Saturday, March 31, 2012

Why Academia is so Partisan

Interesting article here.
"Haidt (a professor of psychology at the University of Virginia, and a former liberal who became a centrist in the process of conducting this research) finds that liberals and conservatives alike form their political beliefs according to three values: caring for the weak, fairness, and liberty. Yet conservatives also hold to three other values: loyalty, respect for authority, and sanctity. This accounts in part for the liberal failure to understand conservative viewpoints.
When you look at the three values that conservatives (according to Haidt) honor but liberals do not — loyalty, respect for authority, and sanctity — these are precisely the values that are flouted in the precincts of American academe. The result is a more impoverished moral imagination amongst students, a stubborn inability to understand the beliefs and the motives of conservatives, and thus the imputation of nefarious motives to those irrational conservatives who do not see things in the ways the illuminati do. If you don’t believe that this has contributed to the partisanship we’ve observed in recent years — particularly the exceedingly nasty way in which liberals in general have responded to the Tea Party movement, to social conservatives and generally to anyone who refers too much to moral sanctity and loyalty to American traditions and institutions, then I think you’re wearing exactly the kind of blinders Haidt talks about."
Hat tip: Instapundit.

The same research is mentioned today in the Volokh Conspiracy, regarding how legal elites underestimated the case against the health care individual mandate.
"I’ve heard Paul Clement (among others) explain, you can’t effectively advocate your own position until you truly understand the other side."

See also Peter Suderman in Reason
"Moderates and conservatives were the most able to think like their liberal political opponents. 'Liberals,' he reports, 'were the least accurate, especially those who describe themselves as "very liberal.”'

Liberals, on the other hand, have a different theory. The Court is just a bunch of partisan hacks"

Sunday, March 25, 2012

Great Quote

"Any power that government has to do something you like will invariably be used for something you abhor. ... Reduce the scope of government, and we reduce the culture war, while promoting true tolerance of divergent viewpoints."
-Matt Welch in Reason (May, 2012)

Wednesday, March 14, 2012

Stuff mom and dad said

Nine years ago, in the original version of this blog, I posted some sayings of my Dad. Today I found myself remembering two from Mom:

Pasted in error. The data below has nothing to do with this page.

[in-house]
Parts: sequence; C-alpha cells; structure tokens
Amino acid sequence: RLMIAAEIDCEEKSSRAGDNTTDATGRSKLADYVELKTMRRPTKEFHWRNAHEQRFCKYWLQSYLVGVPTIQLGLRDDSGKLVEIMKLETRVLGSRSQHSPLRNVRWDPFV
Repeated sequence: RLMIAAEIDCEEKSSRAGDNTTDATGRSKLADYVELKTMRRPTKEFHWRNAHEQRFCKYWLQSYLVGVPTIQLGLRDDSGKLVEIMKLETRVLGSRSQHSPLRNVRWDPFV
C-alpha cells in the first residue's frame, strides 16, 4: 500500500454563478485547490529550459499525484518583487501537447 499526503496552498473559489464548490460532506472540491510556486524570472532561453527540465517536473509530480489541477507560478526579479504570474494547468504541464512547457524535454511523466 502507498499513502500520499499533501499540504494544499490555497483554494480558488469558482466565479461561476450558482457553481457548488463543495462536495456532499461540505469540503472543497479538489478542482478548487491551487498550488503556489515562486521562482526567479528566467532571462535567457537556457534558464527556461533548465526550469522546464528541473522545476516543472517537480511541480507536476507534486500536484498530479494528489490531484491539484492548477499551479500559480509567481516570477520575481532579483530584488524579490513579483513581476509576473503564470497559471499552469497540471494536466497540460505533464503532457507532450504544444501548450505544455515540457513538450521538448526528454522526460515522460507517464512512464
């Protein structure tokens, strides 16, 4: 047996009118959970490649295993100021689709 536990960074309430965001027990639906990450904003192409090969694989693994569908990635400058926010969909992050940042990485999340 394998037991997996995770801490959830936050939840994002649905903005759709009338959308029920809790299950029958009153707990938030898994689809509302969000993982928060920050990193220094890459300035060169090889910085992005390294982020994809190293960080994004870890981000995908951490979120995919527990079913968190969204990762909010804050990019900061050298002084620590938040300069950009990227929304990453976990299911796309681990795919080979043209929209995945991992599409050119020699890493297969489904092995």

"You'll catch more flies with honey than with vinegar."


"If you can't say anything nice, don't say anything at all."

Update: Mom also said

"Ask me no questions, and I'll tell you no lies."


"Of all the things I've loved and lost, I miss my mind the most." 


"November too has its beauties."


'Faults are thick when love is thin."

Here again are the ones from Dad:

"Another good story spoiled by an eyewitness."

"Never let the facts interfere with a good story."

"It's no harder to arrive on time than to arrive late."

"It costs no more to keep the gas tank full than it does to keep it empty."

"You can want what you want, but your get what you get."

"Never borrow except for your first car and first home."

"Graft, inefficiency and corruption run rife."

"Neither a borrower nor a lender be."

"If wishes were horses, beggars would ride."

"...and if I had wings, I could fly."

"Experience keeps a dear school, where only fools need learn.
And yet the lessons taught there are taught exceedingly well."

"Never lend any more money to friends or relatives than you would be willing to give them as a gift."

"Well ain't that a fine kettle of fish?"

"That's a lazy man's load."

"Fish and guests spoil after three days."

"Just one more thing to go wrong."

"If it had been a snake, it would have bit you."

"A difference of opinion is what makes a horse race."

"A place for everything, and everything in its place."

"Better than a poke in the eye with a sharp stick."

"He who pays the piper calls the tune."

Said OF Dad, rather than by him:

"Often wrong, but never in doubt."

(Hat tip to Ben Franklin for at least two of these.)

Friday, March 9, 2012

Narrowing the Class Divide

Charles Murray's new book "Coming Apart" discusses class divides in America, but doesn't propose how to lessen them. To rectify that, Murray offers ideas on how to lessen class divides here in a New York Times Opinion column.